To provide such encoding, the present invention utilizes less interconnect lines than CLB outputs which are being provided in a non-encoded form. Thus, in the present invention PIPs can connect a single interconnect line to more than one CLB output. Further, PIPs can connect a single CLB output to interconnect lines provided in separate parallel routing paths.
With encoding so provided, more efficient use of the interconnect resources is enabled because the number of interconnect lines required is reduced. Also, because the number of interconnect lines is reduced, the number of SRAM cells required to connect the interconnect lines is reduced.
With the one hot approach utilized and the CLB outputs now possibly being interconnected, to prevent the hot CLB output from adversely affecting the CLB outputs which are not hot, the CLB outputs which are not hot are tri-stated.
To decode the encoded output of interconnect lines to which CLBs are connected, the present invention in one embodiment adds a decoder to typical FPGA circuitry. Alternatively, with a limited number of interconnect lines providing an encoded output, the present invention utilizes a CLB to provide decoding.
Further details of the present invention are explained with the help of the attached drawings in which:
FIG. 1 shows a block diagram illustrating components of a typical FPGA;
FIG. 2 shows components of a typical configurable logic block (CLB) used in an FPGA;
FIG. 3 shows a block diagram of a simple state machine;
FIG. 4 shows circuitry for a typical PAL device;
FIG. 5 illustrates the configuration of interconnect resources of an FPGA utilizing the present invention;
FIG. 6 shows circuitry for implementation of the possible interconnections illustrated in FIG. 5;
FIG. 7 shows alternative circuitry to FIG. 6 for implementation of the interconnections of FIG. 5; and
FIG. 8 illustrates decoding of encoded interconnect line outputs utilizing a CLB.
The present invention is a method of programming an FPGA to enable encoding of the CLB outputs. The programming method of the present invention allows PIPs to connect CLB outputs to interconnect lines to provide output encoding.
FIG. 5 illustrates how interconnect resources are configured utilizing the method of the present invention. In FIG. 5 CLBs of a FPGA, CLB0-CLB2, are shown each having an output connectable to interconnect lines 501, 502 and 503. Programmable interconnect points (PIPs) 511-513, 521-523, and 531-533 enable connecting the CLBs, CLB0-CLB2, to interconnect lines 501-503 to provide the encoding of the present invention.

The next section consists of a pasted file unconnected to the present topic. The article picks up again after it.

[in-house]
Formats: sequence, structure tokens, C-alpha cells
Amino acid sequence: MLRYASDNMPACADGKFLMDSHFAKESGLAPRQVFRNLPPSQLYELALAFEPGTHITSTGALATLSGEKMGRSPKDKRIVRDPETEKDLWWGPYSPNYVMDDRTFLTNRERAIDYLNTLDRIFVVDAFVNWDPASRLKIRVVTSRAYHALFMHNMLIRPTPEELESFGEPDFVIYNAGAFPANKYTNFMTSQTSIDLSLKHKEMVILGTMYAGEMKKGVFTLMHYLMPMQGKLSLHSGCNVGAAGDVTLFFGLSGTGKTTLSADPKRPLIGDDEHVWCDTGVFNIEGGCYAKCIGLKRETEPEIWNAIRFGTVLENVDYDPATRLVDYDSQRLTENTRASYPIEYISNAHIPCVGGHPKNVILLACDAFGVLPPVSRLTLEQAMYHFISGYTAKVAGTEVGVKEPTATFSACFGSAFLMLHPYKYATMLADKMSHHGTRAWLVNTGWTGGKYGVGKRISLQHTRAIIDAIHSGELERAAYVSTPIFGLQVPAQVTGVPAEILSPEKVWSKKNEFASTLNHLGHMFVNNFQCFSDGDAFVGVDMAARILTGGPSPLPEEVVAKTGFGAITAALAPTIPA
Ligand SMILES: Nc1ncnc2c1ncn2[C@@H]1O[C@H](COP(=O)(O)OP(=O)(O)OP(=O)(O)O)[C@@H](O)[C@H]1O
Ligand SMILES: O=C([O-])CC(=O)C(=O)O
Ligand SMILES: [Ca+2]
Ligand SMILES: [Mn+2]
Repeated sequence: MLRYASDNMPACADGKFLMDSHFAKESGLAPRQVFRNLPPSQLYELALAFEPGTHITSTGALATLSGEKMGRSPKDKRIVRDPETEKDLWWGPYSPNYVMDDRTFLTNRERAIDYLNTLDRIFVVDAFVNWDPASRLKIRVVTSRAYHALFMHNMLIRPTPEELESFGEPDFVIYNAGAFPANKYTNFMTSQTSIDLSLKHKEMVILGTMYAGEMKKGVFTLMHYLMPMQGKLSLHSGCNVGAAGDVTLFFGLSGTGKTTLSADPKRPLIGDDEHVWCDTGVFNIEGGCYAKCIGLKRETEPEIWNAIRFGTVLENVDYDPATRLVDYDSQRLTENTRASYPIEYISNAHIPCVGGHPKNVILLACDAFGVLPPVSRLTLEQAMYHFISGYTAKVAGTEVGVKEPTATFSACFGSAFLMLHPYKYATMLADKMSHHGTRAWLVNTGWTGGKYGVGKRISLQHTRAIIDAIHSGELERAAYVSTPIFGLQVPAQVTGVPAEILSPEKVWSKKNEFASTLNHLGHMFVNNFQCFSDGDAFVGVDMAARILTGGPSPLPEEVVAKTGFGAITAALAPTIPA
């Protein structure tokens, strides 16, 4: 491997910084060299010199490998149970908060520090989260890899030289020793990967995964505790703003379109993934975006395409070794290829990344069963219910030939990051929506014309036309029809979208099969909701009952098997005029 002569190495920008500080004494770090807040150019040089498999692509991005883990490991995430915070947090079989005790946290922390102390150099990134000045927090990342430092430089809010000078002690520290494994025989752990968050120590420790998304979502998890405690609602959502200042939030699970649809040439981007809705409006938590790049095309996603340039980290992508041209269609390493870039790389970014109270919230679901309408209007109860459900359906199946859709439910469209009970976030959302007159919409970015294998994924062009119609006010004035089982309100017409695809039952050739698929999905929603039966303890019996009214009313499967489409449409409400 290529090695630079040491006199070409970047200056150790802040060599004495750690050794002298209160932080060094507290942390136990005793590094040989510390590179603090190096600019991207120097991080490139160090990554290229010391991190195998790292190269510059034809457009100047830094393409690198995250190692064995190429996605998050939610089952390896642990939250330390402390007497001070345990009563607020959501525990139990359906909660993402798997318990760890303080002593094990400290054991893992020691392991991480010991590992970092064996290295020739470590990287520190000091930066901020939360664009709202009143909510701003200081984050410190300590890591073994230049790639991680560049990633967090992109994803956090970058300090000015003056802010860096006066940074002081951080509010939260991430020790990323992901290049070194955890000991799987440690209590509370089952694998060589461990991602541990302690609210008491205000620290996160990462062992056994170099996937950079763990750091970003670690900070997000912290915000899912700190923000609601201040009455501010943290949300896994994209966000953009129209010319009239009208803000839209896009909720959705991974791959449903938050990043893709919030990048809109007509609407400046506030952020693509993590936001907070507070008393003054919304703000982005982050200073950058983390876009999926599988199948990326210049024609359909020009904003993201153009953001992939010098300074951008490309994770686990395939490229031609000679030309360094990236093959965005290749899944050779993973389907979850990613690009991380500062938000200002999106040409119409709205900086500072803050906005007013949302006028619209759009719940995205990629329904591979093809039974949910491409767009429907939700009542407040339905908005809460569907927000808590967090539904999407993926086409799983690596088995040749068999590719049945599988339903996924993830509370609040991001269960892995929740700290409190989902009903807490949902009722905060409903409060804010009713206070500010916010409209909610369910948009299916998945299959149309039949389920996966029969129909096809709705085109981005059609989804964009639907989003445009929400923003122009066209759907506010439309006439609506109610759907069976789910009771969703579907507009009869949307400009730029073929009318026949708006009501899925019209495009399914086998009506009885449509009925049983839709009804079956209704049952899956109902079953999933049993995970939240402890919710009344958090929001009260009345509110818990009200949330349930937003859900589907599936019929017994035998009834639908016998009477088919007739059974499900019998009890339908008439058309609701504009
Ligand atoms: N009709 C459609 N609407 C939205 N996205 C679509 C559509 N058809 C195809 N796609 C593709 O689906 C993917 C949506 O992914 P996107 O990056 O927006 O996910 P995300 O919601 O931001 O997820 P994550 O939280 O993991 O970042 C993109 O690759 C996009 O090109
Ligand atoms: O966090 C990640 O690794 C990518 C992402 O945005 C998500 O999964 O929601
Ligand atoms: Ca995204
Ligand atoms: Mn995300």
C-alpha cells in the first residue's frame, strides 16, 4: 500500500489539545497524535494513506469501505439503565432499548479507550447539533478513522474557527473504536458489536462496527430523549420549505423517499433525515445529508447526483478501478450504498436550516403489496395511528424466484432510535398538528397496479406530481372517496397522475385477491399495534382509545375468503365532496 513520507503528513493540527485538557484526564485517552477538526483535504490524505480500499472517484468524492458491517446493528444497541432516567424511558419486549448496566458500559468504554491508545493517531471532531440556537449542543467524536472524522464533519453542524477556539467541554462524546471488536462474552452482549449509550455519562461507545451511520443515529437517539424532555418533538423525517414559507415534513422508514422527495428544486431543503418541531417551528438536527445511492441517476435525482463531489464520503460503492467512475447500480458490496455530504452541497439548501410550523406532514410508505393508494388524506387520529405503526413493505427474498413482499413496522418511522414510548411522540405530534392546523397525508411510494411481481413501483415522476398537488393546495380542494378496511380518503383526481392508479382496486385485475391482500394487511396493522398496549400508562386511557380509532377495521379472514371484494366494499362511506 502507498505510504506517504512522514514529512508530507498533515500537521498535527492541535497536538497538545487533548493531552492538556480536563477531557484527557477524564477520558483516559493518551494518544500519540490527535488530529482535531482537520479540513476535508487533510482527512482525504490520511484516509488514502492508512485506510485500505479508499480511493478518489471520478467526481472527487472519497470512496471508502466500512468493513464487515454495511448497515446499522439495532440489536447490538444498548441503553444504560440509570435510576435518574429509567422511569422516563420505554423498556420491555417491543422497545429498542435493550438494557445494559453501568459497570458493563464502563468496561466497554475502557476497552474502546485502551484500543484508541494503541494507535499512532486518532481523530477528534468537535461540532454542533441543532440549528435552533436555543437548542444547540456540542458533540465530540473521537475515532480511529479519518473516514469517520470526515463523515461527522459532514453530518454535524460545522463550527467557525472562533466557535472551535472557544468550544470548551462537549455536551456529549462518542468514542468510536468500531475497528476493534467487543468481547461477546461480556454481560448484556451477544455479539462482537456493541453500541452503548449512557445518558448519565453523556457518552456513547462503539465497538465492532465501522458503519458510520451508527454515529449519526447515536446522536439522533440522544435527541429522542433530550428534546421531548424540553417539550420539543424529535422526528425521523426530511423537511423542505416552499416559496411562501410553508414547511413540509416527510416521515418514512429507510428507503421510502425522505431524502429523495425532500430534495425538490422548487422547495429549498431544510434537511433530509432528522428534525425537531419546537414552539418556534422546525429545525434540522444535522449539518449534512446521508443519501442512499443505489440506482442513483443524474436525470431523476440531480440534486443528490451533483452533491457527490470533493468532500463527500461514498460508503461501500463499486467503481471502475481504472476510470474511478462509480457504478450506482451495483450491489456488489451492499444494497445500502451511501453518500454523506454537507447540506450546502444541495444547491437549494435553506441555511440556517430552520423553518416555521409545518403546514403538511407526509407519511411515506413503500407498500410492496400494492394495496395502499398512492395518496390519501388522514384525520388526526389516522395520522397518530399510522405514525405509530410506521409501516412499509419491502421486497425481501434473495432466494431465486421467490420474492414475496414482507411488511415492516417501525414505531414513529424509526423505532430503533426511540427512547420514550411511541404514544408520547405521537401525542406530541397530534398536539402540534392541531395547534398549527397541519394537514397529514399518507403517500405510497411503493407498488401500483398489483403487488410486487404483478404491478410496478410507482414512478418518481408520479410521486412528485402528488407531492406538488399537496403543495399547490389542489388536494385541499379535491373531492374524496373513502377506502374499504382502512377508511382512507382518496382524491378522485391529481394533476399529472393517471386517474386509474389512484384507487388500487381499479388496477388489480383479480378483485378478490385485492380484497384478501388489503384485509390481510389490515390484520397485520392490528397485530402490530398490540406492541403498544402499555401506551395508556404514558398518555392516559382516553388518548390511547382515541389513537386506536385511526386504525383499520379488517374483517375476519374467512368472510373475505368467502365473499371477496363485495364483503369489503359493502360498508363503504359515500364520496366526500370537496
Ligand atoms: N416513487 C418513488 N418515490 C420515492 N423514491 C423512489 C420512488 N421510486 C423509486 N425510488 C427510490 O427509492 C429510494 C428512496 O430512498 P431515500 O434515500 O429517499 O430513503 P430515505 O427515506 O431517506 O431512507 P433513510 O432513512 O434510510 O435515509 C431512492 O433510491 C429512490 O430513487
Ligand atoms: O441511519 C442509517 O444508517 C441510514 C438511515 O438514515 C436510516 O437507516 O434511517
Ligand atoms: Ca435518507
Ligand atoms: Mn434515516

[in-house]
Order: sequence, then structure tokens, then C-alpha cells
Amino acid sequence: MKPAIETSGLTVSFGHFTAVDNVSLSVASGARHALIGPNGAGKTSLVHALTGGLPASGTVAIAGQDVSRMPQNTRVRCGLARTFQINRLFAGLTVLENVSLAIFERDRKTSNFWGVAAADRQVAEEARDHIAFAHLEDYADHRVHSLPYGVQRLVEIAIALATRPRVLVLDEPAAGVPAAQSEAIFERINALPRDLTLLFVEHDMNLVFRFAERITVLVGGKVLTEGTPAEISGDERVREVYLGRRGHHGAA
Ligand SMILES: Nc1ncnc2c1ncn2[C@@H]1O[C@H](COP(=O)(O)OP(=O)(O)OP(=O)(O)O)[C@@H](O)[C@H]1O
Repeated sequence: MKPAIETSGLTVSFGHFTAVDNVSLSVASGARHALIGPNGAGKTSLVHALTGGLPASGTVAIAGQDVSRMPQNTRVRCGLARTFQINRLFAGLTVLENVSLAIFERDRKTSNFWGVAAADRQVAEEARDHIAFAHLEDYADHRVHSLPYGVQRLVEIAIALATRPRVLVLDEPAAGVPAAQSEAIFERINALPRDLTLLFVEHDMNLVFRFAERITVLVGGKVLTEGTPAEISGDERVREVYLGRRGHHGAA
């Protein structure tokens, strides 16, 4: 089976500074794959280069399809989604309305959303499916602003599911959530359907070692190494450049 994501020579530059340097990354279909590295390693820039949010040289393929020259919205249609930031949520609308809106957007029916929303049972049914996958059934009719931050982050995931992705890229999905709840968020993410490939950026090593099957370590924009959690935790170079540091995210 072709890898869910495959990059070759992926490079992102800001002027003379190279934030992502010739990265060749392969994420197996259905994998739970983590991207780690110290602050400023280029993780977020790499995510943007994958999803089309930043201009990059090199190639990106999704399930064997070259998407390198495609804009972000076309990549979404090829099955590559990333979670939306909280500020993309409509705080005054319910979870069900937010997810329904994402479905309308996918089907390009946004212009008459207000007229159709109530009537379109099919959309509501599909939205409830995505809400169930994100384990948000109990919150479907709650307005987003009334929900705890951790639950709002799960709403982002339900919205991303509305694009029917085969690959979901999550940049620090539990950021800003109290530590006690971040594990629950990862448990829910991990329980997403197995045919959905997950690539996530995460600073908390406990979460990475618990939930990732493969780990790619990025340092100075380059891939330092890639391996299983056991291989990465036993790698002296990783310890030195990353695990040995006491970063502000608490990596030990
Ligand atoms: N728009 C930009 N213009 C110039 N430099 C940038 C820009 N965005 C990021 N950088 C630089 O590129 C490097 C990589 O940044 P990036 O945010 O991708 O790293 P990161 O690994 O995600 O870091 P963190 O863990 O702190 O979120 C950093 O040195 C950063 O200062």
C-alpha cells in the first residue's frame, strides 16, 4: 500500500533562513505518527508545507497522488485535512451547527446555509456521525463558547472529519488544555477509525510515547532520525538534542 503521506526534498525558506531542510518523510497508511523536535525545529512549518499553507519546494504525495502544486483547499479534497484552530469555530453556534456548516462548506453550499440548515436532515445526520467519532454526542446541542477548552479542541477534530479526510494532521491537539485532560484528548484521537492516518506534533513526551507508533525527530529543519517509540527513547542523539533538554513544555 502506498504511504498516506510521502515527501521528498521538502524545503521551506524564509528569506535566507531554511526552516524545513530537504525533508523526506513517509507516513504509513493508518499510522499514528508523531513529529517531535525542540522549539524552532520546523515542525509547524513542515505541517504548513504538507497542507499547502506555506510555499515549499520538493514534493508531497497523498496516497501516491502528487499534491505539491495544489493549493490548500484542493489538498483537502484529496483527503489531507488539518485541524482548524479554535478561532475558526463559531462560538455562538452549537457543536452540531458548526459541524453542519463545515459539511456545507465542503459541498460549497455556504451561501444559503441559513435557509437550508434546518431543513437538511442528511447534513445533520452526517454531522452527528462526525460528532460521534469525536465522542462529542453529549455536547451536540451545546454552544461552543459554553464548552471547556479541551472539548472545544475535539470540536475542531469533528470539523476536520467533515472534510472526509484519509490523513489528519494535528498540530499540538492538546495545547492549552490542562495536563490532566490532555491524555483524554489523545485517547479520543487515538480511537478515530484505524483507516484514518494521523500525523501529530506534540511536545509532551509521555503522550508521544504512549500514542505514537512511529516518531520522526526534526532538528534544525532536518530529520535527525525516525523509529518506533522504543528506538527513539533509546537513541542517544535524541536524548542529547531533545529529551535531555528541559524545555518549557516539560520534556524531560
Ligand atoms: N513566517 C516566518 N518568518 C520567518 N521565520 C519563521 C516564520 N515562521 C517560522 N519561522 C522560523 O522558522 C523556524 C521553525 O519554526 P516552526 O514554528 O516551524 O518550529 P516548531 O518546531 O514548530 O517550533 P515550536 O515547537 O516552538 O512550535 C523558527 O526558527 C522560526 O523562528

In the present invention, PIPs 511-513, 521-523 and 531-533 are controlled to enable connecting a single one of interconnect lines 501-503 to more than one of the CLB0-CLB2 outputs. Further, a single one of the CLB0-CLB2 outputs can be connected to interconnect lines 501-503 which are provided in separate parallel routing paths.
With encoding provided as described by the present invention M CLB outputs of an M state state machine can now be represented using only LOG2 M interconnect lines, where M is an integer. For example, encoding of eight CLB outputs can be provided using three interconnect lines 501-503, as shown in FIG. 5. To illustrate, Table C below shows PIP connections of eight CLB outputs, CLB0-CLB7, to three interconnect lines, IL0-IL2. In Table C a 1 indicates a PIP connection so that a high is on the line when the CLB is high, and a 0 indicates a PIP disconnection so that a low is on the line when the CLB is high.
TABLE C______________________________________ IL0 IL1 1L2______________________________________CLB0 1 1 1CBL1 1 1 0CLB2 1 0 1CLB3 1 0 0CLB4 0 1 1CLB5 0 1 0CLB6 0 0 1CLB7 0 0 0______________________________________
FIG. 5 shows programming similar to Table C. In FIG. 5, PIPs shown as darkened, such as 511 and 521, indicate the PIPs are programmed to create a 1 as defined for Table C, while PIPs not darkened, such as 523 and 532, indicate the PIPs are programmed to create a 0 as defined for Table C. Although shown connected in a particular manner, CLB outputs may alternatively be programmed to be connected or disconnected by any of PIPs 511-513, 521-523 and 531-533 to provide encoding.